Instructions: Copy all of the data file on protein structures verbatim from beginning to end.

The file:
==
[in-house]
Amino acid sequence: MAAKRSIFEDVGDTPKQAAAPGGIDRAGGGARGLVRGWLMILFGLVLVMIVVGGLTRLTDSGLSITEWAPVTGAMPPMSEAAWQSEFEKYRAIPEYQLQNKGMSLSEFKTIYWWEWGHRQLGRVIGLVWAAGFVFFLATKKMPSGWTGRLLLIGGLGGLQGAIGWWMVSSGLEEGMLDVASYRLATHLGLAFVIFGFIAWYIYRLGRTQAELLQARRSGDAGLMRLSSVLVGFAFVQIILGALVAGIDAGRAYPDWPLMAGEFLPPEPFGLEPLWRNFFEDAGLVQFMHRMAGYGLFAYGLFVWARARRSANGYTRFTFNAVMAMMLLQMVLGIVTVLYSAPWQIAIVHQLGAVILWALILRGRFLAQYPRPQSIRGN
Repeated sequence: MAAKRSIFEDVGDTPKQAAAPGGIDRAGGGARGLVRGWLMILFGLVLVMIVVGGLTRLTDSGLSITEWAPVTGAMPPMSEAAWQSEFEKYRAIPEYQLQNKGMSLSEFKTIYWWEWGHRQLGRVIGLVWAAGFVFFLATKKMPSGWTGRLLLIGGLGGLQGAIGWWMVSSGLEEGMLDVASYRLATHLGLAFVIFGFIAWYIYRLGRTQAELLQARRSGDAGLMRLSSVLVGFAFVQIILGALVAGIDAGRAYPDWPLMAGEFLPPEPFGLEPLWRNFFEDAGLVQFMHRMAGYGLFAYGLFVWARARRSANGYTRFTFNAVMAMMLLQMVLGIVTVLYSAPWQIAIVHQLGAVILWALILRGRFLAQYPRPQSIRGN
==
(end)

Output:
[in-house]
Amino acid sequence: MAAKRSIFEDVGDTPKQAAAPGGIDRAGGGARGLVRGWLMILFGLVLVMIVVGGLTRLTDSGLSITEWAPVTGAMPPMSEAAWQSEFEKYRAIPEYQLQNKGMSLSEFKTIYWWEWGHRQLGRVIGLVWAAGFVFFLATKKMPSGWTGRLLLIGGLGGLQGAIGWWMVSSGLEEGMLDVASYRLATHLGLAFVIFGFIAWYIYRLGRTQAELLQARRSGDAGLMRLSSVLVGFAFVQIILGALVAGIDAGRAYPDWPLMAGEFLPPEPFGLEPLWRNFFEDAGLVQFMHRMAGYGLFAYGLFVWARARRSANGYTRFTFNAVMAMMLLQMVLGIVTVLYSAPWQIAIVHQLGAVILWALILRGRFLAQYPRPQSIRGN
Repeated sequence: MAAKRSIFEDVGDTPKQAAAPGGIDRAGGGARGLVRGWLMILFGLVLVMIVVGGLTRLTDSGLSITEWAPVTGAMPPMSEAAWQSEFEKYRAIPEYQLQNKGMSLSEFKTIYWWEWGHRQLGRVIGLVWAAGFVFFLATKKMPSGWTGRLLLIGGLGGLQGAIGWWMVSSGLEEGMLDVASYRLATHLGLAFVIFGFIAWYIYRLGRTQAELLQARRSGDAGLMRLSSVLVGFAFVQIILGALVAGIDAGRAYPDWPLMAGEFLPPEPFGLEPLWRNFFEDAGLVQFMHRMAGYGLFAYGLFVWARARRSANGYTRFTFNAVMAMMLLQMVLGIVTVLYSAPWQIAIVHQLGAVILWALILRGRFLAQYPRPQSIRGN